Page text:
Iron Age Architecture in Africa

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low stone walls in several rooms

Palace at Meroe, ca. 900 BC (thanks to Royal Ontario Museum)

During the Bronze Age, only Egypt was rich enough to build stone buildings. But during the Iron Age, starting about 1000 BC, other parts of Africa started to trade with other parts of the world, and got rich enough to build in stone.

In Meroe (modern Sudan), the kings and queens built themselves a big palace by around 900 BC. By 700 BC, people were building solid pyramids in Meroe, but they were much smaller and much later than the ones in Egypt.

ruined pyramids

Pyramids at Meroe (modern Sudan) ca. 700 BC

square stone tower in ruins

Tower at Yeha (Ethiopia), ca. 700 B

Further south in Ethiopia, people were also beginning to build in stone, with a temple-tower dating the same time as the Meroe pyramids. The Ethiopians built their tower in the same style as the Arabs they were trading with.

greek doric temple

Temple of Zeus at Cyrene (modern Libya), ca. 475 BC

Wealth began to spread west along the North African coast, too, as the people there started to trade with the Greeks and the Phoenicians. By the 800s BC, the Garamantes in Libya were building hill forts and living in mud-brick houses with stone foundations and floors paved with crushed potsherds. The city of Cyrene got started about 630 BC, and soon had stone houses, paved streets, and Greek-style temples.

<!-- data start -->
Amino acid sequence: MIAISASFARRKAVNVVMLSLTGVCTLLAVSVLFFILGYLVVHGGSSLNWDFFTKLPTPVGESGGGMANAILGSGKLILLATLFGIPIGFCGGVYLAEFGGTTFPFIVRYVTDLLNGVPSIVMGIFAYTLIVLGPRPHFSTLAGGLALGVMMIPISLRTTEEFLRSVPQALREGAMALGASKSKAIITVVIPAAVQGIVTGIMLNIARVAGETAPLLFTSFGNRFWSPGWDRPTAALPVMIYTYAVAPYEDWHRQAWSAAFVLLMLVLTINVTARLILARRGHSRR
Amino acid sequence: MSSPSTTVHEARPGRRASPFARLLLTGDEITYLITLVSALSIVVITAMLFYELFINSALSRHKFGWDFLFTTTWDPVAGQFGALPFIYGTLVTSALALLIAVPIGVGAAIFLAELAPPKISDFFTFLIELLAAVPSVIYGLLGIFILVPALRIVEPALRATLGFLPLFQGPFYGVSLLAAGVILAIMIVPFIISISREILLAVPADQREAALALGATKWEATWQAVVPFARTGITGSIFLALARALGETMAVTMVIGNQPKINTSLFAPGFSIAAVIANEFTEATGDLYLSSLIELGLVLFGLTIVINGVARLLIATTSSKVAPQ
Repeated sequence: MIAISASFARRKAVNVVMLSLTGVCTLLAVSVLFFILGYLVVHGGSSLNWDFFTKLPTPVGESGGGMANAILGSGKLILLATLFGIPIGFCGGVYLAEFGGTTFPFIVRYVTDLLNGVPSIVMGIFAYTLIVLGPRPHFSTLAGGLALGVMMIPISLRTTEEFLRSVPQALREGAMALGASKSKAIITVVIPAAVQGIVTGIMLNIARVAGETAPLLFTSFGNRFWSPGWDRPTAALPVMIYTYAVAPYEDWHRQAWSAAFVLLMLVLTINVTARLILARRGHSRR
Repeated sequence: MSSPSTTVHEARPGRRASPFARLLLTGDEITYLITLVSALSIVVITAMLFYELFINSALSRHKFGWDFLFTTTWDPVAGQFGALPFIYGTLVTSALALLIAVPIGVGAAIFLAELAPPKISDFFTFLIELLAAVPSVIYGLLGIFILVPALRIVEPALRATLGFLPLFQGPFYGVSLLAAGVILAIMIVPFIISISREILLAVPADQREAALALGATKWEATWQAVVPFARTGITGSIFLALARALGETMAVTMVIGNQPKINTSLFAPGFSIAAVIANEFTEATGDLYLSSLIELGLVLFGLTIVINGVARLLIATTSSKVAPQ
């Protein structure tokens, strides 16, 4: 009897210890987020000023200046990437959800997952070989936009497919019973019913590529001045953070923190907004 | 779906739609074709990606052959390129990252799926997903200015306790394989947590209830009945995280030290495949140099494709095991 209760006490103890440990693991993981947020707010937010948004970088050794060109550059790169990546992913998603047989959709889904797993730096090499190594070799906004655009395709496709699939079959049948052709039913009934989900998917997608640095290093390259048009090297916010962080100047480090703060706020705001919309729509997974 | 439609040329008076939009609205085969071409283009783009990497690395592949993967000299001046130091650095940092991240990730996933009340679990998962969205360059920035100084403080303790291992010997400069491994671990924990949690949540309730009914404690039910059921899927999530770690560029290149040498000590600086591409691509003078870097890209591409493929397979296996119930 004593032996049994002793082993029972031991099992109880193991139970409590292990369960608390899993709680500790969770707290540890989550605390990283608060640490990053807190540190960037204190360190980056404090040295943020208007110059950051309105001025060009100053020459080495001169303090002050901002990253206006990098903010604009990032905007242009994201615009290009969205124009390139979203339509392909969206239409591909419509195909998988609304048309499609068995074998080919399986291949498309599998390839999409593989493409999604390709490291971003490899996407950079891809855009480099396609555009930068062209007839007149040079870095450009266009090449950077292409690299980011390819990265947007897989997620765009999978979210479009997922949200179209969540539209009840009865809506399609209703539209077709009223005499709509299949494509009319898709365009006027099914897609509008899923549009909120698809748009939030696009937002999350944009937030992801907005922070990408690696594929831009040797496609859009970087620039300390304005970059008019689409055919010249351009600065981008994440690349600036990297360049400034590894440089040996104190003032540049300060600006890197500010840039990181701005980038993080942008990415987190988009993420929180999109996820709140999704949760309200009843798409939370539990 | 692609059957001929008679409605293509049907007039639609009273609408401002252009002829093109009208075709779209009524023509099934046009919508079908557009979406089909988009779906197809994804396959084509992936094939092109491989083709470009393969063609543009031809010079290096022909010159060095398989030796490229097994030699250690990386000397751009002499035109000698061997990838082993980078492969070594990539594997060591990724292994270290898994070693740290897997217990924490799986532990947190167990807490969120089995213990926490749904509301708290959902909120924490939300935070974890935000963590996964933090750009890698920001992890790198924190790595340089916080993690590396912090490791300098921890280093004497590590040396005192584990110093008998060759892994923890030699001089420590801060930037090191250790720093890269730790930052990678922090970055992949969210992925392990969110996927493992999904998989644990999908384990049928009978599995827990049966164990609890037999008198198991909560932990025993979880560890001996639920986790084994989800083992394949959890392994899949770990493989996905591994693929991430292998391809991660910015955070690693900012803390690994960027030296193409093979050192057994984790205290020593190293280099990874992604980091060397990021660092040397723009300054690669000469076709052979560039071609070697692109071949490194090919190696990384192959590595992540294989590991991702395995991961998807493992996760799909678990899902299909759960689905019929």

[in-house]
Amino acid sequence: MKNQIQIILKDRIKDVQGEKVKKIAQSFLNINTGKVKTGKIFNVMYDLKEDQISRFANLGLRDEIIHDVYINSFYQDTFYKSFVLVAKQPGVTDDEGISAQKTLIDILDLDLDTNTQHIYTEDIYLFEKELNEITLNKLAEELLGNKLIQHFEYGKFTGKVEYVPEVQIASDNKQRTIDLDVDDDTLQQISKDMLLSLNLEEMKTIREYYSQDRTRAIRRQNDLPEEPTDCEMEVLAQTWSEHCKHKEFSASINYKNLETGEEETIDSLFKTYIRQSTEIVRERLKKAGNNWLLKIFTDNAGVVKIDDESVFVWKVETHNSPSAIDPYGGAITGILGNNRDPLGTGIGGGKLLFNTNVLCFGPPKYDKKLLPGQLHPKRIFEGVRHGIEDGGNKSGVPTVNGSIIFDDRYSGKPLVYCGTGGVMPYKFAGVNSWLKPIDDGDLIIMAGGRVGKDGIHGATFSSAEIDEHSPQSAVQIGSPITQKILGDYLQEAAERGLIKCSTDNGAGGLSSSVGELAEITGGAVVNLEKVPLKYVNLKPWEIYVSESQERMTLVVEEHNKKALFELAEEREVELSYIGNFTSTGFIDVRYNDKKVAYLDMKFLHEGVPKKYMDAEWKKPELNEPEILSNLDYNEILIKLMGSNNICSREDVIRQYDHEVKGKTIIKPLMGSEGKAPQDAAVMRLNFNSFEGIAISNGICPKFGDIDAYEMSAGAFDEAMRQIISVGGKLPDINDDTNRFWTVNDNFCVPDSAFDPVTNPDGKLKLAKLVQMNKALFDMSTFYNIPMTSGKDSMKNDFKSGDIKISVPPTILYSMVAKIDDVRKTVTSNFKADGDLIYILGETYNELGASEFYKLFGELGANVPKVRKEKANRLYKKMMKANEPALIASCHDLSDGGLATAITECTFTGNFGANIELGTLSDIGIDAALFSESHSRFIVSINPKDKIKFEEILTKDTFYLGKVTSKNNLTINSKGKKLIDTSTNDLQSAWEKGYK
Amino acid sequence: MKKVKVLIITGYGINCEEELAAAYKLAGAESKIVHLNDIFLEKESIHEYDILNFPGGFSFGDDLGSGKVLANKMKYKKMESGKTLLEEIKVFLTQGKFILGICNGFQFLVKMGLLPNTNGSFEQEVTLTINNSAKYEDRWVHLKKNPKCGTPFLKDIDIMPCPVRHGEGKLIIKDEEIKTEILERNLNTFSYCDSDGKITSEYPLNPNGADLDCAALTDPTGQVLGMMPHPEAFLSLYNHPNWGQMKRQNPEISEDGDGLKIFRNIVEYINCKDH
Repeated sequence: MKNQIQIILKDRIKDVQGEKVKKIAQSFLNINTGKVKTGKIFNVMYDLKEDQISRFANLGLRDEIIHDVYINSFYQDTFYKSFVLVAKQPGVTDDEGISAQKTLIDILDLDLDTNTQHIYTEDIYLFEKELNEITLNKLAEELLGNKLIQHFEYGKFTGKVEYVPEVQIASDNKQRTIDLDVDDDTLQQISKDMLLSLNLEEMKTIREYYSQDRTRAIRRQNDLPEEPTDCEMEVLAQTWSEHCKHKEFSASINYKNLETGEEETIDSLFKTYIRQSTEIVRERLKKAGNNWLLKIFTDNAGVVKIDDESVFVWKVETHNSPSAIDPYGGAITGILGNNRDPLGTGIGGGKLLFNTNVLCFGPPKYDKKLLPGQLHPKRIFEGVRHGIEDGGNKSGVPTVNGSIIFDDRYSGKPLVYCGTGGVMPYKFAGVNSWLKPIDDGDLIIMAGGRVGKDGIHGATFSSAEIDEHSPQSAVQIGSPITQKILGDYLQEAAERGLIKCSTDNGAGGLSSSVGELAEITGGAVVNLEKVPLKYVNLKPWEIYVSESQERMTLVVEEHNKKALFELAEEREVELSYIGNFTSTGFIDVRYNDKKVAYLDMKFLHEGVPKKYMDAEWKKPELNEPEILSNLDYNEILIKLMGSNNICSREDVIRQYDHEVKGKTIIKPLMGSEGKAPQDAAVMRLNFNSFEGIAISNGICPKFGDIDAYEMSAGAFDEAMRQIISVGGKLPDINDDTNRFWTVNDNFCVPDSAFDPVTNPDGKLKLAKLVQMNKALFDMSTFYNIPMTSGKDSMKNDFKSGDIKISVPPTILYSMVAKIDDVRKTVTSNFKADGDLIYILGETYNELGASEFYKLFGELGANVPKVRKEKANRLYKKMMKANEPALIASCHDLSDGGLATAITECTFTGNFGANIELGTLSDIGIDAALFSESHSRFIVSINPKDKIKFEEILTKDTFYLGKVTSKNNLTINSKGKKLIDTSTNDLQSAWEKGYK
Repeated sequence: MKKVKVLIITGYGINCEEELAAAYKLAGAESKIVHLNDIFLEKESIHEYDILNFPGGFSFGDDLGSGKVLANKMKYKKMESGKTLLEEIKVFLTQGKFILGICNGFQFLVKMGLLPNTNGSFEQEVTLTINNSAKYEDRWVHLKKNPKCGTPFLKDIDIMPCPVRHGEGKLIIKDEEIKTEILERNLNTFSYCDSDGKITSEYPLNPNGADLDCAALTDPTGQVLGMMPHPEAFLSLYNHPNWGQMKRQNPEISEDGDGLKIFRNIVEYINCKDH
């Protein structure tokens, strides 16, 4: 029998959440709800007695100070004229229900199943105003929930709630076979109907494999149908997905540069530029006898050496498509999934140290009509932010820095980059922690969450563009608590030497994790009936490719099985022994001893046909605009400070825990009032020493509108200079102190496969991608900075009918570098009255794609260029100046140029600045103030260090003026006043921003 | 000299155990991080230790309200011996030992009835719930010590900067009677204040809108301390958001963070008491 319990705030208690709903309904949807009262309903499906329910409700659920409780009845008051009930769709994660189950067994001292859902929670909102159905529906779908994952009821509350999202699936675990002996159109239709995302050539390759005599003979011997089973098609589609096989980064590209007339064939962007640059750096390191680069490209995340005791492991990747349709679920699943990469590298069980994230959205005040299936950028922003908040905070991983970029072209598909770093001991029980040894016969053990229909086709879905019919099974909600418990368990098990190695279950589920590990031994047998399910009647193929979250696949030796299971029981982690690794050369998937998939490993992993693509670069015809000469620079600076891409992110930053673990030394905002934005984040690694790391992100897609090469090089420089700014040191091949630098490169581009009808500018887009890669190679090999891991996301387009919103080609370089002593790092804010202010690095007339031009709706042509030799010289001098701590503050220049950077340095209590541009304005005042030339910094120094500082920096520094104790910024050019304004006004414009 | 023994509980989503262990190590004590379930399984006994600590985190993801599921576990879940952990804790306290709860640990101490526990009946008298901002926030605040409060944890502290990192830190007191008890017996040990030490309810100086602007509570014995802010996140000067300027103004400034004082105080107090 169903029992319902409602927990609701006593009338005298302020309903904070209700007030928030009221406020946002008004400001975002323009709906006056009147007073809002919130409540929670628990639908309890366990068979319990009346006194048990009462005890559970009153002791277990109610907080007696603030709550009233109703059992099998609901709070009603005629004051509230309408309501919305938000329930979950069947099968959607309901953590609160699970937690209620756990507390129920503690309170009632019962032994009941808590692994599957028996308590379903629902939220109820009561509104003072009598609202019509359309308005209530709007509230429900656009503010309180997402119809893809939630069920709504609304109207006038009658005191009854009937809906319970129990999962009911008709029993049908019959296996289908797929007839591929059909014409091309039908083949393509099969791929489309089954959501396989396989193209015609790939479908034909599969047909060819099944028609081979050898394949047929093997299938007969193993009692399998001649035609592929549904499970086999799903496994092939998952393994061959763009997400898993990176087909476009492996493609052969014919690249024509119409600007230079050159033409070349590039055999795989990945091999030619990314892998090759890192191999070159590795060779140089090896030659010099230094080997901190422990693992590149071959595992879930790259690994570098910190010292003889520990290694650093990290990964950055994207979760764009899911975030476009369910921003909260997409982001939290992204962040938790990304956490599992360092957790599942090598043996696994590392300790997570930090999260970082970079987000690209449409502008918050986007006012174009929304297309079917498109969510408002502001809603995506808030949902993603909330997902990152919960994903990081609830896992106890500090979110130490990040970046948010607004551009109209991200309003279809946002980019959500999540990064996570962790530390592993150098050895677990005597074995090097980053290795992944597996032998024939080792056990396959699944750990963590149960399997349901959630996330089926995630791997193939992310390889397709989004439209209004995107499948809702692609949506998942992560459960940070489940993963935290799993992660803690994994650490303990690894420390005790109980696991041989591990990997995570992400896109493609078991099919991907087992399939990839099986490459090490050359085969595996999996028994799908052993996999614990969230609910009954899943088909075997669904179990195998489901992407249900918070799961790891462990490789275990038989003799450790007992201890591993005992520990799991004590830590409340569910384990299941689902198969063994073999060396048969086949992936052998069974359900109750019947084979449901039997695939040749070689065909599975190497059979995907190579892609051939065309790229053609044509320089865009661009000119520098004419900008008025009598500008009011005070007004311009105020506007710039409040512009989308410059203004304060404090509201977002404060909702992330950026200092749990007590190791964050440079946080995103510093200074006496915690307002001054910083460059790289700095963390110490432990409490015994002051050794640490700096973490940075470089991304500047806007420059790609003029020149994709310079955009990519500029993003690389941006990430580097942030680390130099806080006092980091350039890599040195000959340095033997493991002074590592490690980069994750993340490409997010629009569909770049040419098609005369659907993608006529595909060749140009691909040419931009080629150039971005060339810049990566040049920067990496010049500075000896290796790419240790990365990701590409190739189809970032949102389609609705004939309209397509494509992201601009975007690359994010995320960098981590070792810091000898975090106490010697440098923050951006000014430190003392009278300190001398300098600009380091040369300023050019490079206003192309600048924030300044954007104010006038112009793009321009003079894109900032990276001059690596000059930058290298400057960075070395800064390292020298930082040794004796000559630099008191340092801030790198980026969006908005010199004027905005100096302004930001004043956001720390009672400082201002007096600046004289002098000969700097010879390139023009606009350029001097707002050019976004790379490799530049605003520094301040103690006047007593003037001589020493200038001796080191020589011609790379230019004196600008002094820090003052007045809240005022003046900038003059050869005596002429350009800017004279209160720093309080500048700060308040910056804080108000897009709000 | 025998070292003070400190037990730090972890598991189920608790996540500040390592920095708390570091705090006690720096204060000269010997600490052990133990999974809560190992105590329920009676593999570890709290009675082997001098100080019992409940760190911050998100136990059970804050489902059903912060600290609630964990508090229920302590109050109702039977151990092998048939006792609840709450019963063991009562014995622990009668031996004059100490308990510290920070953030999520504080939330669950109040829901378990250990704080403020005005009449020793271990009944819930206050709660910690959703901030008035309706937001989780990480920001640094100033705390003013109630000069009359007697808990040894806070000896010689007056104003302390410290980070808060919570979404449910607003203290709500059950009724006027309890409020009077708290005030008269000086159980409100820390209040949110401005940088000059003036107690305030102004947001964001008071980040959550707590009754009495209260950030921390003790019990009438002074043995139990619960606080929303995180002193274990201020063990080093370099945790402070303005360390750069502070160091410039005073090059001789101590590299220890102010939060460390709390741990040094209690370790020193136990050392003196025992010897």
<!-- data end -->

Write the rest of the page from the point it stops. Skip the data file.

Carthage houses

Carthaginian houses ca. 150 BC (modern Tunisia)

Still further west, Phoenician colonists from West Asia founded the city of Carthage around 800 BC. They, too, started to build stone temples and fancier houses with paved pebble floors instead of dirt floors, and water drains to carry away waste. Soon Carthage became a big city with paved streets and a system of stone walls and docks at their seaport.
West of Carthage, in what is now Algeria, the Numidians also started to build in stone about 300 BC, with a strong stone wall around Cirta and probably large public buildings. There was a Carthaginian city at Volubilis in Morocco by the 200s BC, with a temple to Baal and a mudbrick city wall.
front of very fragmentary monument

Reconstruction of Numidian monument to Massinissa (?) (modern Algeria, 130 BC)

Even way on the other side of the West Africa, the Soninke people at Tichit were also starting to build forts out of stone by 500 BC. The Nok people, further south, weren’t building in stone yet (even though they were smelting iron), but around 500 BC they started to move from stick houses to mud-brick houses. By 250 BC, Djenne-djenno (in modern Mali) had a 13 foot high mud-brick wall all the way around it, and almost 30,000 people living inside the walls.

Learn by doing: build a sand castle with a wall around it
More on African Architecture 

Bibliography and further reading about the architecture of ancient Carthage:

More African Architecture in antiquity home

By | 2017-05-23T16:27:09+00:00 May 18th, 2017|Africa, Architecture, History|0 Comments
Cite this page: Carr, K.E. Iron Age Architecture in Africa. Study Guides, May 18, 2017. Web. January 21, 2018.

About the Author:

Karen Carr
Karen Carr is Associate Professor Emerita, Department of History, Portland State University. She holds a doctorate in Classical Art and Archaeology from the University of Michigan. Follow her on Instagram, Pinterest, or Twitter, or buy her book, Vandals to Visigoths.

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